Making Fuels and Electricity from Wood
Wood has been burned for energy for millennia and is valued globally as an affordable and highly decentralized energy source. In 2016, wood and wood waste supplied 2% of total annual U.S. energy consumption. However, interest in wood as a renewable energy source has increased due to improvements in conversion technology, forest management challenges and a demand for non-fossil energy sources.
Direct Consumption – Wood can be burned in a boiler to heat water and produce steam. The steam can be used to power machines or heat buildings. Using steam to rotate turbines generates electricity. Commonly, both heat and electricity are utilized in a process known as co-generation, or combined heat and power (CHP).
Convert Wood to Gas – Gasification uses high heat and pressure, in a low oxygen environment to produce syngas. Biogas is produced from anaerobic digestion, a process by which microbes break down biomass in the absence of oxygen. Syngas and biogas are similar to natural gas and can be used in electricity generation.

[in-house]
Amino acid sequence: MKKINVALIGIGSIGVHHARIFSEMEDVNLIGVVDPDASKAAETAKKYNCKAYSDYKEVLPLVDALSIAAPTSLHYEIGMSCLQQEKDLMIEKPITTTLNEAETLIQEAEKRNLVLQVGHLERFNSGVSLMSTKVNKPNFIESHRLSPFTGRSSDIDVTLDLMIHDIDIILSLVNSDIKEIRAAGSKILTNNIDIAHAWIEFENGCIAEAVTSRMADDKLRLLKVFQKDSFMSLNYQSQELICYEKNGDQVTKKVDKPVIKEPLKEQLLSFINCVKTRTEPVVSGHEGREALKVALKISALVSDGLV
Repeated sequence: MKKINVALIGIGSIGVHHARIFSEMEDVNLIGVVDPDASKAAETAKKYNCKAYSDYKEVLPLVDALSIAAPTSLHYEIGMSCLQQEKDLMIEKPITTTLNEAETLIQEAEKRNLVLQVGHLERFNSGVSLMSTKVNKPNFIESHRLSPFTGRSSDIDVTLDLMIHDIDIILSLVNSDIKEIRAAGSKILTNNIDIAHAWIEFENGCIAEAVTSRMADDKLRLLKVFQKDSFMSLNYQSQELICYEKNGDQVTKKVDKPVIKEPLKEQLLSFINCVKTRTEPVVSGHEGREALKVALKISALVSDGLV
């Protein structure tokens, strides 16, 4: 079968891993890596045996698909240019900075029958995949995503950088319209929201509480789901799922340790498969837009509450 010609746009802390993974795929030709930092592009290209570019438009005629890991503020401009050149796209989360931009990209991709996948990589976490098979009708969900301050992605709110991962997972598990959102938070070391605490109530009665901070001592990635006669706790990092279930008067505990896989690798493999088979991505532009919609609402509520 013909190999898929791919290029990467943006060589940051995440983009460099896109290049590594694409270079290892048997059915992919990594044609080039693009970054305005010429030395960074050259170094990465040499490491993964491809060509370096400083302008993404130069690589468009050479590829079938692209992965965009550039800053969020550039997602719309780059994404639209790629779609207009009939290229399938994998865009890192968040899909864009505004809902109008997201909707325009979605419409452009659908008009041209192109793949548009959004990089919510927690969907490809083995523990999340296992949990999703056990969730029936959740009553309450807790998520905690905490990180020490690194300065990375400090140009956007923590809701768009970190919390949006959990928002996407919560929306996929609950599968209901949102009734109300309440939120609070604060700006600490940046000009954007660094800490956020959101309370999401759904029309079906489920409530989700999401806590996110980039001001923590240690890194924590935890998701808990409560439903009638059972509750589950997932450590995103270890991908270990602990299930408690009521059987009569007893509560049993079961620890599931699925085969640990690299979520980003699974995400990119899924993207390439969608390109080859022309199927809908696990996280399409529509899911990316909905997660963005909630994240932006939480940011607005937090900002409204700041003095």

Convert Wood into Transportation Fuels – Pyrolysis is a thermochemical conversion process that converts biomass into liquid fuel and biochar, along with other co-products. Cellulosic ethanol can be produced from wood, grasses or crop residues through fermentation, similar to the process that converts corn grain to ethanol. Methanol, also called methyl alcohol, is generated from anaerobic digestion or through a secondary conversion of syngas. Oils extracted from wood can be combined with alcohol and a catalyst in a process called alcoholysis to produce diesel fuel.
In the Popular Press:
- Denver Post - Colorado ethanol producer begins shift from corn to woody biomass
- Denver Post - Firm to convert sawdust, pine needles into jet fuel
- Washington State University News - Forest-powered biofuel flight heads to Washington D.C.
- Sister project NARA produces 1000 gallons of aviation fuel from the thermochemical conversion of waste wood, uses it to power Alaska Airlines demonstration flight from Seattle to Washington D.C.